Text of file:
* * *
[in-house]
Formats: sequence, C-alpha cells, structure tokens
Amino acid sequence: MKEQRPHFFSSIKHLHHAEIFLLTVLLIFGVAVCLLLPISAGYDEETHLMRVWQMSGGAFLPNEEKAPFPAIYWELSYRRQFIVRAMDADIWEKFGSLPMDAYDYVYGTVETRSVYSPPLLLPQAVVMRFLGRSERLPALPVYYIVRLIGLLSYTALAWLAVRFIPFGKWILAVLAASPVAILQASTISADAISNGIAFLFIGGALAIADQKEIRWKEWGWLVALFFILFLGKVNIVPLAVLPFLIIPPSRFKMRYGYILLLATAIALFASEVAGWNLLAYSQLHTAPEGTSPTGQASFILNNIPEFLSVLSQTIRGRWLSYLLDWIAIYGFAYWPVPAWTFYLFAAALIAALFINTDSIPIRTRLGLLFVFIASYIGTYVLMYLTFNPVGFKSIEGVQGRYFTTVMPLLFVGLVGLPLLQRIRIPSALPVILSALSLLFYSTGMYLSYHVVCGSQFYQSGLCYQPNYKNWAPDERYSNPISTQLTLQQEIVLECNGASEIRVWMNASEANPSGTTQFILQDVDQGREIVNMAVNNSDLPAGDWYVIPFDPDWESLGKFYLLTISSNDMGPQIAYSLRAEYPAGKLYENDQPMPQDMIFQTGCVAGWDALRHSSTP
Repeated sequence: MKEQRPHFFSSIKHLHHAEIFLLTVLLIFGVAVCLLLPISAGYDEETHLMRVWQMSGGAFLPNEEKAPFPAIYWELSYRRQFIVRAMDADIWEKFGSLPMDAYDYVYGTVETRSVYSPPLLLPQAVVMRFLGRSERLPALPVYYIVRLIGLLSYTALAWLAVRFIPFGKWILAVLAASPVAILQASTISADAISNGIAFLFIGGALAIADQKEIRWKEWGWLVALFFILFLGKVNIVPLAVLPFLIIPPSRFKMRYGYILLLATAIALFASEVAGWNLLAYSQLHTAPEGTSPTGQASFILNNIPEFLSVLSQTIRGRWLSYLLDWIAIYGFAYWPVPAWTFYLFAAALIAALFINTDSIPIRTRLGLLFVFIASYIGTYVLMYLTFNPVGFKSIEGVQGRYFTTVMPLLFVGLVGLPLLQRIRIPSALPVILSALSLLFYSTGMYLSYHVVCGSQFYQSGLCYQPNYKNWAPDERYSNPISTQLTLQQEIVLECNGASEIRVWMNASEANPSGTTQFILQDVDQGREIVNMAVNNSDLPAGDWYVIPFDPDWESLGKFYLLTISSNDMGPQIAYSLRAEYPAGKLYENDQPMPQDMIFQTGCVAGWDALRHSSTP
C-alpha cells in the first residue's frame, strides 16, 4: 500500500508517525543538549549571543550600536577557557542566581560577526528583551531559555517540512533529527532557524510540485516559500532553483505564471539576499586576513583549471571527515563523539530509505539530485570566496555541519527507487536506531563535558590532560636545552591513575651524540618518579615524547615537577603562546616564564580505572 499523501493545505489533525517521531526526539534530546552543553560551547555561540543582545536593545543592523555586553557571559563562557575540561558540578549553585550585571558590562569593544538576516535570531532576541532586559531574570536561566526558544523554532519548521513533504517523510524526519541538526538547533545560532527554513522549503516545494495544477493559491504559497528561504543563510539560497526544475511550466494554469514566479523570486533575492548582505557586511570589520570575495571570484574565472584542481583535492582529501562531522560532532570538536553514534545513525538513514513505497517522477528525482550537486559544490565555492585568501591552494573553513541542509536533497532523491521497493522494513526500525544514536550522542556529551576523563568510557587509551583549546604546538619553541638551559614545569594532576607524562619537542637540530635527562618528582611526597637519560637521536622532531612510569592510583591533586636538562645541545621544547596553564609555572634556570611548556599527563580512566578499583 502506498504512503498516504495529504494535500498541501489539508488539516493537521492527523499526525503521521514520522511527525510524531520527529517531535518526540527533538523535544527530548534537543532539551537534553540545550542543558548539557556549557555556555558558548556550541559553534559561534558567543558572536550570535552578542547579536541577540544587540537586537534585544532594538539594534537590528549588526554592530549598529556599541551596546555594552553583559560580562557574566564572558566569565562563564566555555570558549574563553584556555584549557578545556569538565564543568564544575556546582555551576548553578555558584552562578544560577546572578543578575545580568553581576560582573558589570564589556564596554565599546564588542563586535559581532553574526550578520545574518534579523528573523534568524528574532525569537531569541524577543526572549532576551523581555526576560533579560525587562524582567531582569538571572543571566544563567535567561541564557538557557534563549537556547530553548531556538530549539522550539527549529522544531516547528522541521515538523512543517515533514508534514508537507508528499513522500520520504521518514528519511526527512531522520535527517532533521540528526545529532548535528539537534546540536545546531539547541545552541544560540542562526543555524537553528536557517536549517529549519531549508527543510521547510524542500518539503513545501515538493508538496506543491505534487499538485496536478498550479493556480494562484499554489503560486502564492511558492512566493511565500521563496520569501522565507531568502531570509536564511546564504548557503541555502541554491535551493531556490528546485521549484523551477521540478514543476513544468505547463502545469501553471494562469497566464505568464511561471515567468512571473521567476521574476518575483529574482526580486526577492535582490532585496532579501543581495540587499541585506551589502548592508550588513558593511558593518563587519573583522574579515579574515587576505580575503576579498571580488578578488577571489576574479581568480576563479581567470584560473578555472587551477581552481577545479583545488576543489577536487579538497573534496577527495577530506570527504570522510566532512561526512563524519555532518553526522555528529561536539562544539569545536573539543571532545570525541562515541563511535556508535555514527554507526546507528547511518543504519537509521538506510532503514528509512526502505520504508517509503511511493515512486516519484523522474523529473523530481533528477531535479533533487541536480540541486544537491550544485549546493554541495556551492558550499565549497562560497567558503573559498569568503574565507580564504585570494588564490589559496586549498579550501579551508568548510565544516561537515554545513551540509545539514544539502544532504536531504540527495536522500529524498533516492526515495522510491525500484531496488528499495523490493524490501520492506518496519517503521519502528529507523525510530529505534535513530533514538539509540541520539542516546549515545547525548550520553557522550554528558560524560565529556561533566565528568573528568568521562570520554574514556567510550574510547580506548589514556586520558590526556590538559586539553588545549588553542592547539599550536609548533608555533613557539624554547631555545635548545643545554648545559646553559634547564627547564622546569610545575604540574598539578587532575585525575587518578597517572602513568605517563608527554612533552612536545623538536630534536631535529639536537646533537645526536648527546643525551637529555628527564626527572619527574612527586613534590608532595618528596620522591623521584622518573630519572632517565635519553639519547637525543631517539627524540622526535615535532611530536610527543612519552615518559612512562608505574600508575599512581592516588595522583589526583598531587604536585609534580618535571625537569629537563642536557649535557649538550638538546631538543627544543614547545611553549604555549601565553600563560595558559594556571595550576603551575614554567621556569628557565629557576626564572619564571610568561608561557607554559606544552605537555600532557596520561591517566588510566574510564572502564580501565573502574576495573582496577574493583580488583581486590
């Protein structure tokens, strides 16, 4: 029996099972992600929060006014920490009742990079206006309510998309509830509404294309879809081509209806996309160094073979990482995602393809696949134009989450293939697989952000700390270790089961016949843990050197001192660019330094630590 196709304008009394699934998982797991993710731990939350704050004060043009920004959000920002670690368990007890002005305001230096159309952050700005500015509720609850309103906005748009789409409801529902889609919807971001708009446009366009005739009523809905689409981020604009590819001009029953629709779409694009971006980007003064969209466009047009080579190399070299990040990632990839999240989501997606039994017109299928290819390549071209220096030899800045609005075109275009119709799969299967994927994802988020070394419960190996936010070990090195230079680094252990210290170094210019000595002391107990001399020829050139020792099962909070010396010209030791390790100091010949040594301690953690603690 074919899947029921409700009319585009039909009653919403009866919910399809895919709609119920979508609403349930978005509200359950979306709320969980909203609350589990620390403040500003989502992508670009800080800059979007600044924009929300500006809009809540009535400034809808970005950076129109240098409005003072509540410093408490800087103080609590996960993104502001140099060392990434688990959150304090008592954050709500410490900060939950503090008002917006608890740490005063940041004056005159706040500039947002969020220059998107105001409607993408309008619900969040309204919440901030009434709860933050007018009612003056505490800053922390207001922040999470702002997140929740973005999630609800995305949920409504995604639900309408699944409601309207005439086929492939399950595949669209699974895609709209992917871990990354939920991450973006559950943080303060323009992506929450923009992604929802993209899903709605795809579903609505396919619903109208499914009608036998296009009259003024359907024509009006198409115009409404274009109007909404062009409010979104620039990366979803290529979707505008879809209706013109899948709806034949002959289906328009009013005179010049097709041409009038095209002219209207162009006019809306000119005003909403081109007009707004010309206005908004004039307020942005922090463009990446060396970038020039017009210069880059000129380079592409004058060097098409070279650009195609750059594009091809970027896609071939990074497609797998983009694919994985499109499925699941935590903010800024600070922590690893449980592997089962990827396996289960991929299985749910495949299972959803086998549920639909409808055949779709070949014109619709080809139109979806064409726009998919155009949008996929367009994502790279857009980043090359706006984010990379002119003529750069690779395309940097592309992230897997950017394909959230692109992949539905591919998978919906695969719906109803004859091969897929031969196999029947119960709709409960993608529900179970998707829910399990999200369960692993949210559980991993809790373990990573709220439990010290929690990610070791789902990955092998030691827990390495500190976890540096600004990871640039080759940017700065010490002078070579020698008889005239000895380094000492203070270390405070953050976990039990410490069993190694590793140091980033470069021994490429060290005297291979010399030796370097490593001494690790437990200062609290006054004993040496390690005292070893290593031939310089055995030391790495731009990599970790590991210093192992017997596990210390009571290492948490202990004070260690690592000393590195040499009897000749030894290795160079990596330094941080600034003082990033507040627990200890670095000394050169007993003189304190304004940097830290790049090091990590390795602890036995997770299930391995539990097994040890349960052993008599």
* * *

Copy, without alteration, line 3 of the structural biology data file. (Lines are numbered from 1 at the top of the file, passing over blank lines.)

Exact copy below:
Amino acid sequence: MKEQRPHFFSSIKHLHHAEIFLLTVLLIFGVAVCLLLPISAGYDEETHLMRVWQMSGGAFLPNEEKAPFPAIYWELSYRRQFIVRAMDADIWEKFGSLPMDAYDYVYGTVETRSVYSPPLLLPQAVVMRFLGRSERLPALPVYYIVRLIGLLSYTALAWLAVRFIPFGKWILAVLAASPVAILQASTISADAISNGIAFLFIGGALAIADQKEIRWKEWGWLVALFFILFLGKVNIVPLAVLPFLIIPPSRFKMRYGYILLLATAIALFASEVAGWNLLAYSQLHTAPEGTSPTGQASFILNNIPEFLSVLSQTIRGRWLSYLLDWIAIYGFAYWPVPAWTFYLFAAALIAALFINTDSIPIRTRLGLLFVFIASYIGTYVLMYLTFNPVGFKSIEGVQGRYFTTVMPLLFVGLVGLPLLQRIRIPSALPVILSALSLLFYSTGMYLSYHVVCGSQFYQSGLCYQPNYKNWAPDERYSNPISTQLTLQQEIVLECNGASEIRVWMNASEANPSGTTQFILQDVDQGREIVNMAVNNSDLPAGDWYVIPFDPDWESLGKFYLLTISSNDMGPQIAYSLRAEYPAGKLYENDQPMPQDMIFQTGCVAGWDALRHSSTP